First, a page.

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Besonias Almeida Arquitectos | Suburban House | Besonias Almeida Arquitectos

Suburban House

Location: Francisco Álvarez, Buenos Aires, Argentina

Design and Project Management: María Victoria Besonías, Guillermo de Almeida

Collaborators: Arch. Diorella Fortunati, Hernán de Almeida

Land area: 595m2

Built area: 85m2

Construction year: 2017

Photos: Besonías Almeida

 

MEMORY

The place

This is a plot of land located in a town belonging to the second belt of the Buenos Aires outskirts. This is a traditional area of farmhouses that, after the construction of the Western Highway, is being gradually converted and transformed into a permanent living area. In this semi-rural environment, with very few neighboring buildings, the project had to be conceived without all the information that a well-established neighborhood provides.

The order

The house was to be built with a loan from the Procrear program, a national government initiative for the construction or extension of the first property. With these funds plus a few savings achieved, a young couple commissioned the project to build a minimum house (no more than 80sqm) with a mutability and spatial flexibility that would allow different ways of inhabiting it over time. The question of the safe closing of the residence is an essential aspect.

The proposal

With these data, the search for proposals was conditioned by three issues: on the one hand, the security and privacy of the house as a consequence of its particular location, on the other hand, the reduction of costs to make its construction feasible through the credit plan, and finally, its adaptability to the changes in the life of this young couple.

As the resolution of the security of the house was so relevant, it seemed interesting to see to what extent this strong conditioner could be taken as a generator of the project, to what extent the formalization became dependent on the solution to this problem and how much this dependence could be stressed without affecting the good aesthetic result, operating within very reduced budgets.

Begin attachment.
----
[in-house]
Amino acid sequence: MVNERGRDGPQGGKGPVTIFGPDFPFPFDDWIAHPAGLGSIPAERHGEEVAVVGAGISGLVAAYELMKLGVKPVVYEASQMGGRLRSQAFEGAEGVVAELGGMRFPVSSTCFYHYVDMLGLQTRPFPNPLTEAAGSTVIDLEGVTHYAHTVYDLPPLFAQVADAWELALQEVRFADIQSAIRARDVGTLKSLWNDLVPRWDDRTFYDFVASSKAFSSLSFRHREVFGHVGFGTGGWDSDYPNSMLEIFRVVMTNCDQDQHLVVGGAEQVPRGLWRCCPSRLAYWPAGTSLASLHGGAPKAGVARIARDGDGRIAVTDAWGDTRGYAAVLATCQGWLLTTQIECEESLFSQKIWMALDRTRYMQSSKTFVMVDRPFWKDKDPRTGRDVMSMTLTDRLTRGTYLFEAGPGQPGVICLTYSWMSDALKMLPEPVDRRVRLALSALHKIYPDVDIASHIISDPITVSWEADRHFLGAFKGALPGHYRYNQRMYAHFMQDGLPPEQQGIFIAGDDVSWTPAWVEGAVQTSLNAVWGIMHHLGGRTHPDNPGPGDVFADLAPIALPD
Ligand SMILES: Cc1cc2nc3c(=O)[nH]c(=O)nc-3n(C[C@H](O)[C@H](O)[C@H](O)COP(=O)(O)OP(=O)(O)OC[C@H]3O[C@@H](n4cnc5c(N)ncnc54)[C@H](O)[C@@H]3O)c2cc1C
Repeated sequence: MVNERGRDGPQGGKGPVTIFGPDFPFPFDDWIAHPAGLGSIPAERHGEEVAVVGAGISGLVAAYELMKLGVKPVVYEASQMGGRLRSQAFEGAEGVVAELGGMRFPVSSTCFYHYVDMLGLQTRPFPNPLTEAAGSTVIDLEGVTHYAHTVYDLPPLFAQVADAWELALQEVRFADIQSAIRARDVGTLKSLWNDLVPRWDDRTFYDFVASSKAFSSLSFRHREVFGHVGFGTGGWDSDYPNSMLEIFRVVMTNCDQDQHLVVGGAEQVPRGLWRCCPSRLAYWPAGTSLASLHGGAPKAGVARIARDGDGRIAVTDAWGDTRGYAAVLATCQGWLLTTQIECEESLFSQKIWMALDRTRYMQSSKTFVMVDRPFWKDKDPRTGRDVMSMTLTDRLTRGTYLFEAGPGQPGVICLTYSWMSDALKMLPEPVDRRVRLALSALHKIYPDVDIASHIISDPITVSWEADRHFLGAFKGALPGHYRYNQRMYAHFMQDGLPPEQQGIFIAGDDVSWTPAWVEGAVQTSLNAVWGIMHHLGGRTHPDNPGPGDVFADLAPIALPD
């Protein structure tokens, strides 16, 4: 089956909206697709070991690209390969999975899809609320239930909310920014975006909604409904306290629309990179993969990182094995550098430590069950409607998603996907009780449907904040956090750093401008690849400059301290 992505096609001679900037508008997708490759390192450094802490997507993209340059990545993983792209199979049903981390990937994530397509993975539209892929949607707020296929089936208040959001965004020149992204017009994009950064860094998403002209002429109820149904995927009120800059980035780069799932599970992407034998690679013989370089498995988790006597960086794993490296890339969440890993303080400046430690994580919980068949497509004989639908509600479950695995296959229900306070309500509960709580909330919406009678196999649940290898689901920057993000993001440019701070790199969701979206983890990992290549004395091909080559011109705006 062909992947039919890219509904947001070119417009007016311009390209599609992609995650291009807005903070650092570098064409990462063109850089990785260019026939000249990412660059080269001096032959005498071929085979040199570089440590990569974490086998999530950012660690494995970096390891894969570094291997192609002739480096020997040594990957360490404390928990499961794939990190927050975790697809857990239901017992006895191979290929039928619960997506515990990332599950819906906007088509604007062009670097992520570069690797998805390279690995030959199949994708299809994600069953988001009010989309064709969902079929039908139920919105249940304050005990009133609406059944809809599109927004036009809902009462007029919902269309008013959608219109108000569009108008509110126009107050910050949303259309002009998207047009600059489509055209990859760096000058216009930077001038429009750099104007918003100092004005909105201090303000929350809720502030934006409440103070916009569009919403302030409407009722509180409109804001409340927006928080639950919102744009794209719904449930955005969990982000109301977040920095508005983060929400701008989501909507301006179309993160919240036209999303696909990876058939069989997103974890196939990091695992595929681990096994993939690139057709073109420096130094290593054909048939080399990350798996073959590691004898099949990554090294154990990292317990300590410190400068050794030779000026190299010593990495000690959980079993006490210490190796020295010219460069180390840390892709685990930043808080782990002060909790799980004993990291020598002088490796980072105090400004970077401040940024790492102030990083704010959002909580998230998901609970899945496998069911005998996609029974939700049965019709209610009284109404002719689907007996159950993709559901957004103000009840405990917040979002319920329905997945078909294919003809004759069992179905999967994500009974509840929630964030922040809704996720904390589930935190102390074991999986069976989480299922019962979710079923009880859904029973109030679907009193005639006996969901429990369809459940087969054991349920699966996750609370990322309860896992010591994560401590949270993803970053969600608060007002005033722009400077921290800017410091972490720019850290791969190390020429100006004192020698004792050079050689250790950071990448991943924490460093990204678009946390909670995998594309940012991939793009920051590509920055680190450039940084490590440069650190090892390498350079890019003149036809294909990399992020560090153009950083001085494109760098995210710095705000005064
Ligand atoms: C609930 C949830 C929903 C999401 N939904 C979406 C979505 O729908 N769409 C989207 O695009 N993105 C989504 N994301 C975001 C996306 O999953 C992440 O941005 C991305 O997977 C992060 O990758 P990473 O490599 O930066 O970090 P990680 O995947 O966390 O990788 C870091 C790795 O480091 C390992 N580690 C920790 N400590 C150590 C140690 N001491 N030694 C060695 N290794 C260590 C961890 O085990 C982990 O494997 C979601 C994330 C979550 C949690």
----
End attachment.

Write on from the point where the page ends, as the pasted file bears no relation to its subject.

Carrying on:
It was then decided to formalize the house with a simple geometry and a technology easily available in the market, which would make it possible to save a considerable amount of time in the completions during its execution and ensure zero maintenance over time.

The proposal was to design this house in a single volume, an elongated prism with a roof and side walls in exposed reinforced concrete, and adopting the exposed regular brick as the closure for the larger sides.

In the façade towards the front, these walls are pierced or blinded to provide security, intimacy or hermeticity, as the case may be. In the façade towards the back, brick walls are combined with a large opening that ensures the interior-exterior integration. The house is finally shut with a metal curtain that, when rolled up, disappears into inverted beams.

The functional organization

A clear cut in the brick continuity of the façade points out the entrance. From there you access a single space, which the location of the wet core (bathroom and kitchen) sectorizes into two areas: an intimate one with two entrances to solve different situations of use (two small bedrooms or a master bedroom and a workspace), and a social one that integrates seamlessly into the kitchen and is extended to the outside through a pavement and a deep overhang.

In a second stage, and in the order that the requirements of the couple establish it, the construction of a new bedroom and/or the execution of a patio with the grill is foreseen.

The structural solution

A two-way reinforced concrete slab rests on inverted beams removed from the façade line to simulate a lower slab height and make it look more flattened.

These beams are supported by concrete partitions or by iron bars columns as required by the project. A low concrete partition slab that runs along both façades serves as a support for the different brick walls.

The construction

All the concrete, both interior and exterior, is exposed without any kind of surface finish. The same criteria was followed for masonry walls, both blind and pierced.

The floors, interior and exterior, are made of cement smooth cloths separated by stainless steel planks. Bathroom and kitchen countertops are concrete slabs with their surface smoothed and protected by lacquer. The openings are made of dark bronze anodized aluminum with air chamber glass. The heating is by underfloor heating.

The kitchen furniture and all the doors of the different storage areas were designed with MDF panels with two coats of varnish.